Friday, January 11, 2008

I'm with India

Kiwi cricket fans should not have any doubt about what attitude to take to the current stoush between the Indian and Aussie sides. After all, we've suffered our share of injustices at the hands of ocker players, umpires, and crowds over the years.

New Zealand was admitted to the select club of test-playing nations in 1930; in
1946, Australia finally deigned to play us, and had the better of a seriously underdone pitch. For the next twenty-eight years they'd put their B teams up against us, even after we started to win the odd victory against the more sporting test-playing nations.

Everybody knows about the 1981 underarm 'incident', as Aussie cricket historians rather delicately call it. Thanks to the wonders of youtube, this moment of infamy can be preserved and communicated to new generations of Kiwi cricket fans, fostering the spirit of resentment that sustains us through loss after loss to Australia:

A few hours after the Chappell brothers attempted to fuse cricket and lawn bowls, vendors on Queen St were doing a roaring business selling T shirts stamped with the immortal slogan 'THE AUSSIES HAVE AN UNDERARM PROBLEM, AND IT STINKS!'

The underarm affair was responsible for Robert Muldoon's single progressive political act: after a few gin and tonics in the Beehive he sent the Aussie Prime Minister a telegram that read 'IT IS APPROPRIATE YOUR PLAYERS DRESS IN YELLOW!' Couldn't have put it better myself, especially considering I was six at the time.

Less well-known, but almost as embittering, are the three test matches that New Zealand has failed to win because of bent umpiring decisions in favour of the Aussies. In 1981, when the Kiwis were close to bowling Australia out and sealing their first test victory in Oz, Lance Cairns had a tailender caught out off a short delivery, only to be told by the umpire that the wicket didn't count, because it was the product of 'dangerous bowling'. Anyone who ever saw 'Monsoon bog' Cairns roll his arm over will know what an absurdity that judgment was. A decade later at the Adelaide Oval, when the Kiwis needed one wicket to clinch a victory, Danny Morrison had Peter Sleep on the back foot plum in front of his stumps. You can guess what the umpire said. A similar scenario unfolded the last time New Zealand had a chance of winning a test in Australia, at Perth back in the early noughties.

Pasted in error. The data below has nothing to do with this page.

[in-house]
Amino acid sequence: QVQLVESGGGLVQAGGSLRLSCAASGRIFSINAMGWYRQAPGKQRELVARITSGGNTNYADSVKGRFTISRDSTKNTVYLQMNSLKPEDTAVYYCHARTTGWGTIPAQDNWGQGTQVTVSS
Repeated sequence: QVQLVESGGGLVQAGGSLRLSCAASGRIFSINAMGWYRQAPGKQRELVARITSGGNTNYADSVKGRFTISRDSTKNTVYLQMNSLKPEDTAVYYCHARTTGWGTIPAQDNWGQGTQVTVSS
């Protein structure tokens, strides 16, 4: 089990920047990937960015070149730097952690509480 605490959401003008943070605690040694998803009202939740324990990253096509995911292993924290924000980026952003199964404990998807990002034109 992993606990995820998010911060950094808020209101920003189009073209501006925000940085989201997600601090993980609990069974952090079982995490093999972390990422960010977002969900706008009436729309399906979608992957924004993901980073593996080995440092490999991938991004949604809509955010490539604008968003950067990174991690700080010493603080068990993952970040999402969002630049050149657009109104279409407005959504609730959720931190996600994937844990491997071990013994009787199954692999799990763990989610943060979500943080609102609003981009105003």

The whole cricketing world has been willing India to take it to the hated Aussies this summer. After fluffing the first test in Melbourne, they played magnificently to put Australia on the ropes at the Sydney Cricket Ground. Ricky Ponting's team were only able to prevail by lying about catches and intimidating umpire Steve Bucknor into committing a career-ending series of blunders. To add insult to injury the Aussies, who have perfected the art of verbal abuse in the middle, managed to get an Indian player suspended for three games based on unsubstaniated allegations that he made a racist remark (notorious racists, them Indians). The Aussies would never stoop to such depths, of course - they'll just threaten to rip your throat out. I'm with India, then. Until we play them next time, of course...

Just to stave off accusations of national chauvinism, and to prove that not all Aussies are made of the same stuff as Ricky Ponting, here's a clip of the great Paul Kelly driving a Melbourne cab and crooning his '80s classic 'Before Too Long':


Blogger david santos said...

Good posting, thank you, have a good day,

Happy New Year, Maps! And best wishes for a healthy and successful 2008

3:09 am  
Anonymous Anonymous said...

This whole crisis can be sorted by NZ joining Australia, and then we can work on India too. Not the national chauvinist collective pronoun 'we' but the international collective pronoun of the sweating class.